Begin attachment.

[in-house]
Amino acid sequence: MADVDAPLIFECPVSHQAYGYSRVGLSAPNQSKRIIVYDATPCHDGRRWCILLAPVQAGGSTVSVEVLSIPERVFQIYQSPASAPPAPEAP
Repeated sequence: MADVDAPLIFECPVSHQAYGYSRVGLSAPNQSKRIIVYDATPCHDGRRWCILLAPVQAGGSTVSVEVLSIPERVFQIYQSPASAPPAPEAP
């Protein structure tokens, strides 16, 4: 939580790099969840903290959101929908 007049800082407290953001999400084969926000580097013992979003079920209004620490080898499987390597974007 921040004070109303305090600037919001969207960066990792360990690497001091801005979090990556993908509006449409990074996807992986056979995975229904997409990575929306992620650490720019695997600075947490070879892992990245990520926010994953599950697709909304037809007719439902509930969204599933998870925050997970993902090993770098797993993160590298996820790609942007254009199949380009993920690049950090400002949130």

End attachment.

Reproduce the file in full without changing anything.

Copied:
[in-house]
Amino acid sequence: MADVDAPLIFECPVSHQAYGYSRVGLSAPNQSKRIIVYDATPCHDGRRWCILLAPVQAGGSTVSVEVLSIPERVFQIYQSPASAPPAPEAP
Repeated sequence: MADVDAPLIFECPVSHQAYGYSRVGLSAPNQSKRIIVYDATPCHDGRRWCILLAPVQAGGSTVSVEVLSIPERVFQIYQSPASAPPAPEAP
């Protein structure tokens, strides 16, 4: 939580790099969840903290959101929908 007049800082407290953001999400084969926000580097013992979003079920209004620490080898499987390597974007 921040004070109303305090600037919001969207960066990792360990690497001091801005979090990556993908509006449409990074996807992986056979995975229904997409990575929306992620650490720019695997600075947490070879892992990245990520926010994953599950697709909304037809007719439902509930969204599933998870925050997970993902090993770098797993993160590298996820790609942007254009199949380009993920690049950090400002949130």